Day 6


I woke before dawn. The cow family weren't too far away but the bull seemed peaceful with no intention to bother me. I had breakfast, tea and granola bars, then broke down my tent, packed, set out to the hill on the other side of the road. Yet again, I had to find my ways in the grassy slope until I could reach marked trails. As I made my way up, I saw hundreds sheep's being gathered by a sheep dog. A shepherd was a little ways behind. As I drew close to the sheep, the dog started barking loudly and running towards me. I was aware that the dog must see me as a threat to the herd but I had nowhere to go. I decided to stay put until I the shepherdess in a black and white wool jumper saw me. She shouted out to me in French. I couldn't understand. Eventually she came down to me. I pointed out on map where I needed to go. She instructed me to head further left instead of straight up. That's where I went and I found GR10.





After walking in a woods for a while, I arrived at a grassy plateau. Looking down the slope, the valley was covered with a sea of clouds. And there were two of those cromlech among the dried brown grass. From there it was straight forward following GR10 to a mountain resort at Col Bagargui. In the hut, I chatted with a French hiker who was 30 days into his cross Pyrenes trip and a Japanese walker who came over for one week walk starting from St-Jean-Pied-de-Port. The Japanese walker was a fast walker who had walked 35 Kilometers in the first day. It maybe a stereotype but I noticed the he was also very organized, even carried a foldable cloth hanger and some cloth pins in his backpack. However, his pack still weighted much less than mine. There was store and restaurant in the complex. I got more bread and cheese for lunch. The steak and fries at the dinner was very decent too.


 

Day 7


Today I was going to reach 2000 meters for the first time. The peak was Pic d'Orhy on the French-Spanish boarder. The trail started right outside the huts. I saw sign post for Pic d'Orhy the day before and felt confident that there shouldn't be problem with trail finding. However, when I woke up in the morning (6am), dark clouds/fogs covered the mountains. The visibility was around 10 meters. I followed the sign post heading up the mountain but I couldn't reconcile the guide book with trail markers. Soon I was lost. After half hour wondering in the back yards of residential buildings, I came back to my starting point.


It was still early, and I wasn't panicking. So I started out again. And I did better this time. I got much higher until I was confused again. The fogs still covered everything. I reached a road, there were signs of various hiking trails but non mentioned the Pic d'Orhy. GPS wasn't helpful. I managed stop a car and asked about the trail to the summit. I didn't know if he really understood me but he pointed to a direction. When I compared his direction with the map, it seemed very doubtful. I was contemplating going back to the hut and try to catch GR10 which I assumed to be better marked. Before I headed back, I decided to make one final attempt. I couldn't remember how I made the choice but after 15 minutes, I reached a house which looked like belonging to a park service. Unfortunately there wasn't anyone home. There was a barn 100 meters away, and I saw someone in it. Before I could asked the person, he had driven off in a pickup truck. I only saw dark fogs around me. It was raining. My pack was heavy and my shoulder hurt. Although I was 15 minutes from the road and 1.5 hours from the huts, I felt that I was alone in the middle of nowhere. I was feeling cold too.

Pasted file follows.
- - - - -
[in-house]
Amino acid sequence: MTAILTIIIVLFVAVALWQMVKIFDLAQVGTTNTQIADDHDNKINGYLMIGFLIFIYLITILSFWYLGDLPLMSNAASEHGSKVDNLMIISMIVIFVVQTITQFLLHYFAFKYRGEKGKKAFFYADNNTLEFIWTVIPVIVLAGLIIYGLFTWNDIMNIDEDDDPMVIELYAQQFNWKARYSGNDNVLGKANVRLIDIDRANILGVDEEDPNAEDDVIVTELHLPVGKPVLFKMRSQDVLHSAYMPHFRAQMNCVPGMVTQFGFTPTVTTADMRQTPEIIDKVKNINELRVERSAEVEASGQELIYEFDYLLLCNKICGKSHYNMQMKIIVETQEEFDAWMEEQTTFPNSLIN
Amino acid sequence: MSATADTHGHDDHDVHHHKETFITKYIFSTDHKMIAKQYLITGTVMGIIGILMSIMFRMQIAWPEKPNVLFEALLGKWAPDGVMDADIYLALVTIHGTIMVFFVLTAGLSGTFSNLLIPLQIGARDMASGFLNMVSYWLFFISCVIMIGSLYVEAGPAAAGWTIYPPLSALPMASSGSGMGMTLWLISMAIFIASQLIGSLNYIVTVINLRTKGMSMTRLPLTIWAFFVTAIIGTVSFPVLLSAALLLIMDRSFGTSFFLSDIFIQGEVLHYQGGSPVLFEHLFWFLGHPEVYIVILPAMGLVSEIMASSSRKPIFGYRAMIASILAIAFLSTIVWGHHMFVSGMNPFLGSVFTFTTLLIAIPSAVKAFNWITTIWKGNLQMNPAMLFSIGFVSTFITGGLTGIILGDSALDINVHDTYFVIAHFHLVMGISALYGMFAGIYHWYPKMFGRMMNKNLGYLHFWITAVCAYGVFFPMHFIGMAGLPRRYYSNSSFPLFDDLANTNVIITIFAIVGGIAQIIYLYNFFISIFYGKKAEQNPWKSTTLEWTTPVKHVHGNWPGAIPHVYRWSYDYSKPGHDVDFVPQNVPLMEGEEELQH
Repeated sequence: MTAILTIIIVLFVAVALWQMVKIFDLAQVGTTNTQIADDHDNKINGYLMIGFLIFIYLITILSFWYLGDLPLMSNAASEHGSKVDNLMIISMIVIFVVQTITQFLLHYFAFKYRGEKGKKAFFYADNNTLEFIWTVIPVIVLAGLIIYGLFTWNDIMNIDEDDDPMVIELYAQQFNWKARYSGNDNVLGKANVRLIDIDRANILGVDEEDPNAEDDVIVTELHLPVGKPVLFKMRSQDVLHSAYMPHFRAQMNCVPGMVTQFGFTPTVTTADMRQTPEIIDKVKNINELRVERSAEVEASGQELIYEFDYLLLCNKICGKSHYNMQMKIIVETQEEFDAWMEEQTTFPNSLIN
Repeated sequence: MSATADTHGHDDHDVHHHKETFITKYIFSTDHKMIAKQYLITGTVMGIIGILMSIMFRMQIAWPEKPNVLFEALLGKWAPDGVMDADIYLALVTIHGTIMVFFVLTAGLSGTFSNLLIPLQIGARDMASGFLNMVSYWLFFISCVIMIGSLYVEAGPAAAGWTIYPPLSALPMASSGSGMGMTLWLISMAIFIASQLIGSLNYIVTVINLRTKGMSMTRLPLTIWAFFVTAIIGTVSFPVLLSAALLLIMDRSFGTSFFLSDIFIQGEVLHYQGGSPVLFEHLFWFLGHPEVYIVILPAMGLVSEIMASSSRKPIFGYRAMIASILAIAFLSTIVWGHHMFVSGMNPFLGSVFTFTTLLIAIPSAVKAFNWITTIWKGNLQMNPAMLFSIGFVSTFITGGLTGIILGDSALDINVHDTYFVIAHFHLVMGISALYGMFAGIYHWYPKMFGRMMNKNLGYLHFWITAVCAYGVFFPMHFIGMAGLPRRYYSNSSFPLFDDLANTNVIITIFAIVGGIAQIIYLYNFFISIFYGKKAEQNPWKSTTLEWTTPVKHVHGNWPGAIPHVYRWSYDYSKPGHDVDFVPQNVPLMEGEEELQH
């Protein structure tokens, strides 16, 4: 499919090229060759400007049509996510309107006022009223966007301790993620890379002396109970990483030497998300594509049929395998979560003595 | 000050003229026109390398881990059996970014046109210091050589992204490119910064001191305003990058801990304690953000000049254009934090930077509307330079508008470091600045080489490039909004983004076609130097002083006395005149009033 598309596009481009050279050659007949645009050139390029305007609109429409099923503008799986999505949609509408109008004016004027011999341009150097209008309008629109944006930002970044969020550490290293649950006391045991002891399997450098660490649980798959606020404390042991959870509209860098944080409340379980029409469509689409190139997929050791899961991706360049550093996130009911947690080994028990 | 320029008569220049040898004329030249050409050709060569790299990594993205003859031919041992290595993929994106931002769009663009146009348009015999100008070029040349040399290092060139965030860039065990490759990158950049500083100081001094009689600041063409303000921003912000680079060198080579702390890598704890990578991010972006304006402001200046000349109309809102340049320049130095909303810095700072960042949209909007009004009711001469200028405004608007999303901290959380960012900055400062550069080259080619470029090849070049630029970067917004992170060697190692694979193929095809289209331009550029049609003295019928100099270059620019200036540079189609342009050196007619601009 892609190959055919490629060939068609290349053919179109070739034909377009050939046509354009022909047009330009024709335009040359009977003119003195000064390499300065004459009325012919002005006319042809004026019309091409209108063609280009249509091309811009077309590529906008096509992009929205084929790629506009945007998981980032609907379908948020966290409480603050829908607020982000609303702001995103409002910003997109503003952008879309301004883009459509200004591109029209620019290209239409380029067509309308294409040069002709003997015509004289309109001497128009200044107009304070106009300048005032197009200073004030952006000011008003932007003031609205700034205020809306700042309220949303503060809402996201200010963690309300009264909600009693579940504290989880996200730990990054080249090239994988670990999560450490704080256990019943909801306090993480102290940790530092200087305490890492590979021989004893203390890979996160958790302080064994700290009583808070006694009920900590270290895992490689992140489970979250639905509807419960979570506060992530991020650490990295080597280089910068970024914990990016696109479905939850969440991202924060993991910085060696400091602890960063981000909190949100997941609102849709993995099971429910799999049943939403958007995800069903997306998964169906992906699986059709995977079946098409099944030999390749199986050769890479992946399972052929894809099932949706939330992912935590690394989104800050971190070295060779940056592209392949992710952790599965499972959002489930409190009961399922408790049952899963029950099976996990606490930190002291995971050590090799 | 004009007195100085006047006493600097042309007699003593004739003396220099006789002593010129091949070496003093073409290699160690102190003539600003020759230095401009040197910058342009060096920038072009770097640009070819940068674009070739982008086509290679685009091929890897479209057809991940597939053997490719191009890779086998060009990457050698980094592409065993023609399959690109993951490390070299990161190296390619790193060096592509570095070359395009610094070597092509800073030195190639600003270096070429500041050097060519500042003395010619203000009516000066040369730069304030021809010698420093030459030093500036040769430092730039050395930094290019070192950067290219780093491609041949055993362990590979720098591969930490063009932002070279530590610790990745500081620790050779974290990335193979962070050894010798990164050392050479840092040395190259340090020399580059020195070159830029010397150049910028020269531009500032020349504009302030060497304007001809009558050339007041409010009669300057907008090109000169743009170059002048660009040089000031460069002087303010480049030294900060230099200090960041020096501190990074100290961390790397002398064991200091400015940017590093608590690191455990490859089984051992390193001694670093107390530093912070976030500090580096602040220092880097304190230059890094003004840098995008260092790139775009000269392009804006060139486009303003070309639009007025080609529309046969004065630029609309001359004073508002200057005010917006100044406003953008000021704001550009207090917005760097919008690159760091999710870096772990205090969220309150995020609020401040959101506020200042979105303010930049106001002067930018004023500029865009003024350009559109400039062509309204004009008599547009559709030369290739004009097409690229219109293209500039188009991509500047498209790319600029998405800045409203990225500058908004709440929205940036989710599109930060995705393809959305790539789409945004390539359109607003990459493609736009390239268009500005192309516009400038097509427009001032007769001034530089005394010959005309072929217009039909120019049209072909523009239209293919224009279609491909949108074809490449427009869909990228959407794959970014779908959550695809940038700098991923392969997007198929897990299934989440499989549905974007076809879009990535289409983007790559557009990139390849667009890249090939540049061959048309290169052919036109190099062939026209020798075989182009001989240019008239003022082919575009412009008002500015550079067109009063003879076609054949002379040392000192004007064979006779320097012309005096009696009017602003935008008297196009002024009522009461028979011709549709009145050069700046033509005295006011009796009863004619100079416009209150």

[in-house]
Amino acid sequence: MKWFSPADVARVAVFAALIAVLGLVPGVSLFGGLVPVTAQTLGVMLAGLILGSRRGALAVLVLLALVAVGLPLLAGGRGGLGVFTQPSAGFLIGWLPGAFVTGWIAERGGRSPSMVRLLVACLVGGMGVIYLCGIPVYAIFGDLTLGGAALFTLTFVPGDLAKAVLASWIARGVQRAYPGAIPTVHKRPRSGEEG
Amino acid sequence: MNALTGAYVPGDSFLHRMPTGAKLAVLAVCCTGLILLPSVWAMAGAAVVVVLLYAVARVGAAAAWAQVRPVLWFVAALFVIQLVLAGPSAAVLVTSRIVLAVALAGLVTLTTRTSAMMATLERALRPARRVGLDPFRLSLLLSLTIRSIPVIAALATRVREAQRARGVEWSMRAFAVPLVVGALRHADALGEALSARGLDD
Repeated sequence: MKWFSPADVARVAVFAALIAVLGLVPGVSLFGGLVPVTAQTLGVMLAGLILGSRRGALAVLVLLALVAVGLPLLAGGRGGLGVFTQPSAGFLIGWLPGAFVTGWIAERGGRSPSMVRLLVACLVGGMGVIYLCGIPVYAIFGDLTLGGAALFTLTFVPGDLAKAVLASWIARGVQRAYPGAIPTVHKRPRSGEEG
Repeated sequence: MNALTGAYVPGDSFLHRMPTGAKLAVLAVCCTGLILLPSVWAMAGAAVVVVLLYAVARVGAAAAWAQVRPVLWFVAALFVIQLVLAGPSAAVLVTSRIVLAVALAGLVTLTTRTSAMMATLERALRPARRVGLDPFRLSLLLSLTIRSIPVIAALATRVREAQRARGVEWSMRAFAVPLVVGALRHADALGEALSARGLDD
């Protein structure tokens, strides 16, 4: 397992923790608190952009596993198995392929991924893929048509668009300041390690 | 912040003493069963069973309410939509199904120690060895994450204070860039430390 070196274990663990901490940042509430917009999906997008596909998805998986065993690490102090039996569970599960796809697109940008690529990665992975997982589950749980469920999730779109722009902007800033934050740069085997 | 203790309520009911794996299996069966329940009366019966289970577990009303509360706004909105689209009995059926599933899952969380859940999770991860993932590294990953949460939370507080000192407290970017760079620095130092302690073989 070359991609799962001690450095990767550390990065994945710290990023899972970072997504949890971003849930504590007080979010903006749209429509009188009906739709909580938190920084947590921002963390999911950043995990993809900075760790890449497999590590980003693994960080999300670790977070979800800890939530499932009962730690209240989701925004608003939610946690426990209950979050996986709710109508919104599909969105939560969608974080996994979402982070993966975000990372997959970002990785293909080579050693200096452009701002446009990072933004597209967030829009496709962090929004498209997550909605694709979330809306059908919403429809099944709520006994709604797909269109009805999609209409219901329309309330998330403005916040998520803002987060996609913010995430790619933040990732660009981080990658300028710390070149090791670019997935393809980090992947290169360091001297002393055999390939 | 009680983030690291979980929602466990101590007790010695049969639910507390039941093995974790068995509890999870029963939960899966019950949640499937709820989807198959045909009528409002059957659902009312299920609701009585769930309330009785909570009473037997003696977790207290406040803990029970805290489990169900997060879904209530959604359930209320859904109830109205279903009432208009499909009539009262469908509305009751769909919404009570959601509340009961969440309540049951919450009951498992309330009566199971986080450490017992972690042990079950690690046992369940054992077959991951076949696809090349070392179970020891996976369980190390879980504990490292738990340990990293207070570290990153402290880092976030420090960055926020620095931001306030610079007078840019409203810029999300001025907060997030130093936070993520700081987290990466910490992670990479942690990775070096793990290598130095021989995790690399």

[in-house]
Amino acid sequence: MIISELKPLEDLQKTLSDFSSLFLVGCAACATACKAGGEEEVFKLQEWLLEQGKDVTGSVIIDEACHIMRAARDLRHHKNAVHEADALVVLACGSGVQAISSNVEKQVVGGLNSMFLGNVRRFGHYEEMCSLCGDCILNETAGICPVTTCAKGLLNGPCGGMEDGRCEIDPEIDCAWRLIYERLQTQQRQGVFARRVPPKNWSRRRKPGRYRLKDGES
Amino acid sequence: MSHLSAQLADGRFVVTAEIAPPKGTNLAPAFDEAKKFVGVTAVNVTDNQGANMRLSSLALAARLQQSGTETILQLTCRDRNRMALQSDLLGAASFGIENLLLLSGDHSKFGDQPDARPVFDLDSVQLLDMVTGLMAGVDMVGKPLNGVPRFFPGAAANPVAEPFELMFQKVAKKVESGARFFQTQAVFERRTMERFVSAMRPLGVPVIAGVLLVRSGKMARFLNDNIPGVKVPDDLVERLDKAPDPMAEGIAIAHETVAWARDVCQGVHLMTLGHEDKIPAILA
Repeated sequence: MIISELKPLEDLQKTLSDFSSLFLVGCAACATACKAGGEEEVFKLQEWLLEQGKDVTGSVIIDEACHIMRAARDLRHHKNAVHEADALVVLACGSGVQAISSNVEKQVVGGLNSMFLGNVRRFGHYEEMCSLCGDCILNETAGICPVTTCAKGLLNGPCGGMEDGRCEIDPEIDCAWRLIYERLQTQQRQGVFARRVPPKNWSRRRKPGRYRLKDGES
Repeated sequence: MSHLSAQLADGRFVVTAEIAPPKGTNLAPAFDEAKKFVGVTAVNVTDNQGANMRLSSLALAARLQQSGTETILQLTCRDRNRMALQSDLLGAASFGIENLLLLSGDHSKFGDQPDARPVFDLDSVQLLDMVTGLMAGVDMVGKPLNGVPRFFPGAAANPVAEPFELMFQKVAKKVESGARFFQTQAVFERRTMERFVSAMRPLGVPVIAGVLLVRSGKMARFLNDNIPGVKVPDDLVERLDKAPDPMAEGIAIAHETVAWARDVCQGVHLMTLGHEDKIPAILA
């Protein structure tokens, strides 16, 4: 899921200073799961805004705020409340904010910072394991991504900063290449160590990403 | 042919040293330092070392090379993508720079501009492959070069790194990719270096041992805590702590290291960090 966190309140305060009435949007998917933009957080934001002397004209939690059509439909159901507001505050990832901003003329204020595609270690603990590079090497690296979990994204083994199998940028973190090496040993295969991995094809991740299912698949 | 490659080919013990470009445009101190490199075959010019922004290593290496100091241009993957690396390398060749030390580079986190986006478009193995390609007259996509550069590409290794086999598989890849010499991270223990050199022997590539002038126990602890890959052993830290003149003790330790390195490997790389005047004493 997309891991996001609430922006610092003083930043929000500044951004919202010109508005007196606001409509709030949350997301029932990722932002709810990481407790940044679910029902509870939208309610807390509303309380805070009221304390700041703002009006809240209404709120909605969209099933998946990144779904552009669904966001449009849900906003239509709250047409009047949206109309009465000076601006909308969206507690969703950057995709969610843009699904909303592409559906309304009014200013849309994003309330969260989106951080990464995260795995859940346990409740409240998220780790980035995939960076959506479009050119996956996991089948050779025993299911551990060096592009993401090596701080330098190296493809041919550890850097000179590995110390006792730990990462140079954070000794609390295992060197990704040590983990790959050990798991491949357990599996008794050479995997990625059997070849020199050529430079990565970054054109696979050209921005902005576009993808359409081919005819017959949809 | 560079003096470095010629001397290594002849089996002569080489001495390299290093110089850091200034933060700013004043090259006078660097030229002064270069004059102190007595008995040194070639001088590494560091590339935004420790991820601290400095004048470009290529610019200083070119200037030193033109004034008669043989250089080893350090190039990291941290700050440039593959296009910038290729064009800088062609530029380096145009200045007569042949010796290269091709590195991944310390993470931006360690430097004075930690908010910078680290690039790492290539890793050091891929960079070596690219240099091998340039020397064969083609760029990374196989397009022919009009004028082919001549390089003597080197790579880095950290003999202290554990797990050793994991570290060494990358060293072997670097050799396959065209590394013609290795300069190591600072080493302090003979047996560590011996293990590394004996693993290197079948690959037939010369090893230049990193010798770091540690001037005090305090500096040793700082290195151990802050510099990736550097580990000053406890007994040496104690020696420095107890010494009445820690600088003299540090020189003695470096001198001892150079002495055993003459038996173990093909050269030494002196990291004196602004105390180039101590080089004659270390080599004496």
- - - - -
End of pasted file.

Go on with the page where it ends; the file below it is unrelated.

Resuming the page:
I dropped my backpack outside the house and walked uphill away from the house. After 200 meters, I saw a ruinous structure that looked like a hunting shelter. Further uphill, I saw a few more of those shelters leading upwards on the slope. This was what I was looking for. The book mentioned the line of hunting huts on the slope near the boarder. I believed that I had found my trail. I went back, picked up my pack, headed up again. It was still hard-going but I could finally match the "trail" with the descriptions in the book. Just before the final climb, one had to walk cross a narrow rocky ridge about half meter wide with sharp drop offs. Looking back it was quiet dangerous in the high wind with a large pack. For some reason I wasn't worried at all but I just wanted to get to the summit quickly. I was alone when I reached the summit around 12pm. It was cold, windy and misty, not a enticing place to have lunch.


After a short break, I started the remaining march for the day. On the way down, I did see four hikers coming up from the other direction. The remaining walk to today's destination, a unstuffed shelter, was mostly flat or downward. What I remembered wasn't enjoyable. It was cold, windy and I was fighting with my pack. Finally I reached the hut. It was a stone house with a table and a platform to sleep 4-5 people. There was no electricity. At least I didn't need to set up tents. For that night, my companies were a older French man who spoke no English and was hiking in the opposite direction, a polish young hiker (20 something) who was going in the same direction as I was but at a faster pace. I had a good night sleep.